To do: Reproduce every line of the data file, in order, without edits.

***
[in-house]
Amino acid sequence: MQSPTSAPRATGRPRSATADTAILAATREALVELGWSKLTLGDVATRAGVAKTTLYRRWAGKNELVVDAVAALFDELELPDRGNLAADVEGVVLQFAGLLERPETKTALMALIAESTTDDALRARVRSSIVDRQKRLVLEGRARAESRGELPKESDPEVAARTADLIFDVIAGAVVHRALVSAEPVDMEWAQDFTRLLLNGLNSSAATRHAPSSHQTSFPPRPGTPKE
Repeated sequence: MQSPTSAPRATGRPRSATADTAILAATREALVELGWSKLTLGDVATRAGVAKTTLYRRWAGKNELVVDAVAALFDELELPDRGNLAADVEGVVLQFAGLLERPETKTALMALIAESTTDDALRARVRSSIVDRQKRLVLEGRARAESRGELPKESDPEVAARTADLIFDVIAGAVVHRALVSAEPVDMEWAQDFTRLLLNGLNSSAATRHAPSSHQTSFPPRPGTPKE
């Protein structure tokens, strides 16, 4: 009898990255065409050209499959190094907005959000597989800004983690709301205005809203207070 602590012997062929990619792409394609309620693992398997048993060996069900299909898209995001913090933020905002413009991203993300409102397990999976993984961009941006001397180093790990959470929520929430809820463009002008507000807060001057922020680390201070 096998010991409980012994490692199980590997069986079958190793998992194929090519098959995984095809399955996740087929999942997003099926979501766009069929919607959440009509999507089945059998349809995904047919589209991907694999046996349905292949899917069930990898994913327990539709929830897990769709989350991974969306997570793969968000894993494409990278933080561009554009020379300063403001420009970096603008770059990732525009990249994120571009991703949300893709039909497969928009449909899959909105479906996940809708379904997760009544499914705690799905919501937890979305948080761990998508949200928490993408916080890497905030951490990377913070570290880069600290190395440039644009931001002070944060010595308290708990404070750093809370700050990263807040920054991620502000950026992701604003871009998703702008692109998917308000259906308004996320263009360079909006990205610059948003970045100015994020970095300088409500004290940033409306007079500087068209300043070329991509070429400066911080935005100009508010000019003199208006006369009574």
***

[in-house]
Amino acid sequence: MQSPTSAPRATGRPRSATADTAILAATREALVELGWSKLTLGDVATRAGVAKTTLYRRWAGKNELVVDAVAALFDELELPDRGNLAADVEGVVLQFAGLLERPETKTALMALIAESTTDDALRARVRSSIVDRQKRLVLEGRARAESRGELPKESDPEVAARTADLIFDVIAGAVVHRALVSAEPVDMEWAQDFTRLLLNGLNSSAATRHAPSSHQTSFPPRPGTPKE
Repeated sequence: MQSPTSAPRATGRPRSATADTAILAATREALVELGWSKLTLGDVATRAGVAKTTLYRRWAGKNELVVDAVAALFDELELPDRGNLAADVEGVVLQFAGLLERPETKTALMALIAESTTDDALRARVRSSIVDRQKRLVLEGRARAESRGELPKESDPEVAARTADLIFDVIAGAVVHRALVSAEPVDMEWAQDFTRLLLNGLNSSAATRHAPSSHQTSFPPRPGTPKE
């Protein structure tokens, strides 16, 4: 009898990255065409050209499959190094907005959000597989800004983690709301205005809203207070 602590012997062929990619792409394609309620693992398997048993060996069900299909898209995001913090933020905002413009991203993300409102397990999976993984961009941006001397180093790990959470929520929430809820463009002008507000807060001057922020680390201070 096998010991409980012994490692199980590997069986079958190793998992194929090519098959995984095809399955996740087929999942997003099926979501766009069929919607959440009509999507089945059998349809995904047919589209991907694999046996349905292949899917069930990898994913327990539709929830897990769709989350991974969306997570793969968000894993494409990278933080561009554009020379300063403001420009970096603008770059990732525009990249994120571009991703949300893709039909497969928009449909899959909105479906996940809708379904997760009544499914705690799905919501937890979305948080761990998508949200928490993408916080890497905030951490990377913070570290880069600290190395440039644009931001002070944060010595308290708990404070750093809370700050990263807040920054991620502000950026992701604003871009998703702008692109998917308000259906308004996320263009360079909006990205610059948003970045100015994020970095300088409500004290940033409306007079500087068209300043070329991509070429400066911080935005100009508010000019003199208006006369009574």